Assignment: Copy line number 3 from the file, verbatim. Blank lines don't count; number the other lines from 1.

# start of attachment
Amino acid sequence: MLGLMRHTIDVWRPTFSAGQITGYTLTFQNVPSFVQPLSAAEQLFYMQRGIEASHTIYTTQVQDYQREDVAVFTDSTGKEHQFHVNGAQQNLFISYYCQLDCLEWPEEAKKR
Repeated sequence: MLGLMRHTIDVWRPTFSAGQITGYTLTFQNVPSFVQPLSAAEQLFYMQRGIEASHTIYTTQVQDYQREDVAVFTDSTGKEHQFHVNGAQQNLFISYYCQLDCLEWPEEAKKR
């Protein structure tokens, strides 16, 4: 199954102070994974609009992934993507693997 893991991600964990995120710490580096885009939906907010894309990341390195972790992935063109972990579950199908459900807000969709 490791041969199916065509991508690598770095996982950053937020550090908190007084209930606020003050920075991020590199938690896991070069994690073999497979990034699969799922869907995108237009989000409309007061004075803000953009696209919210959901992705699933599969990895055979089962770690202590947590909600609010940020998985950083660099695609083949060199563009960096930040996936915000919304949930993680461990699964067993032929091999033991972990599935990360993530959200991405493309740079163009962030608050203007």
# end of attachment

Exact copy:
């Protein structure tokens, strides 16, 4: 199954102070994974609009992934993507693997 893991991600964990995120710490580096885009939906907010894309990341390195972790992935063109972990579950199908459900807000969709 490791041969199916065509991508690598770095996982950053937020550090908190007084209930606020003050920075991020590199938690896991070069994690073999497979990034699969799922869907995108237009989000409309007061004075803000953009696209919210959901992705699933599969990895055979089962770690202590947590909600609010940020998985950083660099695609083949060199563009960096930040996936915000919304949930993680461990699964067993032929091999033991972990599935990360993530959200991405493309740079163009962030608050203007």